At first glance this seems idiomatic, as there are lots of places for lots of different kinds of necessities. However, almost all languages use a euphemism for the feces-receptacle-place in polite conversation. There is not strictly speaking a bath in most public bathrooms. Nor is a restroom primarily a place of rest. Toilet derives from a french word for small cloth and until quite recently was associated only with personal grooming, not with human waste. You can certainly construct an Esperanto word to be completely transparent about where you are going to relieve yourself, but your friends will certainly be thinking "too much information."
But to Esperanto speakers this is not a euphemism. This is the name for that little room down the hall. Do remember also that Zamenhof was developing this language at a time when such facilities were not quite as developed as they currently are. And when people were actually being a bit more squeamish about having bodies that needed to do things.
Actually, I looked up what Esperanto for urinal is, and it's urinejo, which is not a euphemism at all. (A place for urinating.)
Though I assume it's a more modern word than necesejo? Although I'm not too sure. (I thought urinals were relatively modern, but it turns out they already existed in Zamenhof's time) But the word for urinal already starts with the letters urin- or pis- in most European languages, so why not follow suit.
What if I don't tell you why I am going there? Maybe I am just going to wash my hands. The urinal is in the restroom. I suppose I could be specific. " Mi devas uzi la urinejon en la necesejo. " but then I could just say "Mi devas urinas.". I think it is less important what I am going to do and more important that I am going to leave and go there to do it now. So that whatever we are doing will be interrupted and then I will come back.
Yes, I would not have thought it needed explaining. However, were I going to construct a language, as opposed to speaking one that grew through layers of cultural assumptions and shared taboos, I would look for a very specific word for each room, each function. When I am hungry, my kitchen is necessary for me. When I am sleepy, my bedroom is necessary. Indeed, I would say they are necessary for me for a much larger part of the day than the little room where I wash, urinate, and defecate.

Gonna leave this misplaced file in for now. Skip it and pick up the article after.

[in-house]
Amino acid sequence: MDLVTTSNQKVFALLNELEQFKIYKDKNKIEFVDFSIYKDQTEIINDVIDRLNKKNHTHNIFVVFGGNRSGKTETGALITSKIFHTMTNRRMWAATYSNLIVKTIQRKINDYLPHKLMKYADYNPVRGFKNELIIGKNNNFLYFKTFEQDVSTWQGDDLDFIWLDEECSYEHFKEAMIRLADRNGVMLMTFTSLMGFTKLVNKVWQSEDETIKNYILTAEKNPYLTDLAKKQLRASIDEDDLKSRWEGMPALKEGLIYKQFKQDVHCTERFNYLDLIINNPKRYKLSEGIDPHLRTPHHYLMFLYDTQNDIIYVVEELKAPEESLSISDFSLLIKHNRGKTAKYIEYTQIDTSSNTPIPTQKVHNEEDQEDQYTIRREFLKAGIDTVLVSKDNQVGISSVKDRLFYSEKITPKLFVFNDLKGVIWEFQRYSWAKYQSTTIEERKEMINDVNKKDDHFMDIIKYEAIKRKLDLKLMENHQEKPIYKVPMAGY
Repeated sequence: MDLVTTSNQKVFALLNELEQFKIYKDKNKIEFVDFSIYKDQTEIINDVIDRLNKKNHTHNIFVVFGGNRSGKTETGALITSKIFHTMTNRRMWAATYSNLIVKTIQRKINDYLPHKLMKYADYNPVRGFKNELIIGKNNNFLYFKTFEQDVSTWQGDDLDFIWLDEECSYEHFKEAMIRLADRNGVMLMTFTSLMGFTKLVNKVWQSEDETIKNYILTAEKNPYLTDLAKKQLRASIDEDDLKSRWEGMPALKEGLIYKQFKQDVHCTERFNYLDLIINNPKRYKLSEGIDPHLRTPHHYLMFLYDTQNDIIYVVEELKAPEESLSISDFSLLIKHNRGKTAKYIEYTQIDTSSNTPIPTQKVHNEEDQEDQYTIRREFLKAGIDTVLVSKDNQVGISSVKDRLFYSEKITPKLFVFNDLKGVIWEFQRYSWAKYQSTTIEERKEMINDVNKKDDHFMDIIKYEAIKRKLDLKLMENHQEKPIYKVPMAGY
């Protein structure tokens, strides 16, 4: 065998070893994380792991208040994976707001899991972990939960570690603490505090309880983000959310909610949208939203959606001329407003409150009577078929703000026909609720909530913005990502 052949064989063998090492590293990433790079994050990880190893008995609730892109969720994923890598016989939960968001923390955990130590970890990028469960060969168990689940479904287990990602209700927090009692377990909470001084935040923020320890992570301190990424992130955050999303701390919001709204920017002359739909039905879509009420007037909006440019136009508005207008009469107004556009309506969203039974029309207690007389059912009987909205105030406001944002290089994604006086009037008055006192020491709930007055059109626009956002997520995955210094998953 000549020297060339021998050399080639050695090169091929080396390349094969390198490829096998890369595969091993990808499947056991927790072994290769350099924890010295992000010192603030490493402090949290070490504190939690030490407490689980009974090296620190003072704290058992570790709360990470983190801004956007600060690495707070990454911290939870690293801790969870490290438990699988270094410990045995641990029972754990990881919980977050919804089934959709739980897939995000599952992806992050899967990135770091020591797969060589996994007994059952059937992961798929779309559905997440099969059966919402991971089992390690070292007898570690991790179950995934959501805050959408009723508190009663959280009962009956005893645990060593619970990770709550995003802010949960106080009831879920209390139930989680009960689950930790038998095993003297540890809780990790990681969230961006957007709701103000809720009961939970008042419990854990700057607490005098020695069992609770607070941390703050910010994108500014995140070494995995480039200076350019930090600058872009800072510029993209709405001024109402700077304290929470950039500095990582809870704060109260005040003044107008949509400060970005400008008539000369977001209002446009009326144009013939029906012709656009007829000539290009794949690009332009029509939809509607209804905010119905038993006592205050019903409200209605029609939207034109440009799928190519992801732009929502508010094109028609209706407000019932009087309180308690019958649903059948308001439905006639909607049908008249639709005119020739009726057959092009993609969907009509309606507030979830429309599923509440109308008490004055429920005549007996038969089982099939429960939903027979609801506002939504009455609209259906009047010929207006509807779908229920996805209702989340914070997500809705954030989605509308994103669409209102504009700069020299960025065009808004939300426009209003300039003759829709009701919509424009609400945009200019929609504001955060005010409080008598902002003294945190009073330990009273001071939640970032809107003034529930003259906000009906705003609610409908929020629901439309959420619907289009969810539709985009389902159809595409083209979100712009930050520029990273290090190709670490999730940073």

Some sort of taboo is pretty standard for defecation and urination for humans. The fact that the necessary room means the bathroom is hardly the hardest part of Esperanto.
Not only that, if I were going to construct a language that would sweep the world of 1900, starting with those I could reach easiest, Europe and to some extent North America, I'm going to worry about not offending them first, and not create a theoretically perfect language they won't adopt.
While we're aiming for precision of meaning, (and avoiding cultural assumptions), I'd like to point out that in most English speaking countries you never conflate "bathroom" with toilet.
(They're not even in the same room half the time.)
No offence, but the US seems to be the odd one out on this point.
In most English speaking countries, you conflate "toilet" with lavatory. Because long before toilet meant anything have to do with defecation, it meant "One's style of dressing; dress, outfit." (Not that lavatory is not itself euphemistic, as it basically means the washing room.) The fact that toilet has come to obsolete older meanings doesn't negate the fact that it too is a euphemism.
Ja, I think that lavatory would the best option (if people still knew what it meant).
And yes, the word toilet is a euphemism, but it's still pretty hard to say that it's not the next best word, it's quite hard to misinterpret out of context and doesn't really violate any taboos or "give too much information".
Indeed, I was trying to think whether we had a word that was neither a euphemism nor considered unacceptable in official speech. Urinal has always meant the thing attached to the wall in a public men's room, I think, rather than the room. ❤❤❤❤❤❤❤ was a brand name, I think. My grandfather would refer to it as the outhouse or WC, but those are euphemisms as well.
It is, indeed, which is the result both of US English being a natural language, rather than a precise, constructed language, and of American toilets being installed in the same rooms with bathtubs and showers since the nineteenth century. I would not aim for precision of meaning in learning a natural language, but if I were creating a constructed language, I most certainly would.
I did make it clear that I meant no offence, and I was trying to point out that, as a natural language, English make this distinction by default.
That said, I do accept your explanation of why Americans speak as they do.
People, please don't assume that other people are being nasty just because they point out that they do things differently in other countries, we're actually sharing our knowledge, not forcing it on you.
Devas is must and bezonas is need. Vi bezonas ion = you need something. Vi devas fari ion = you must do something.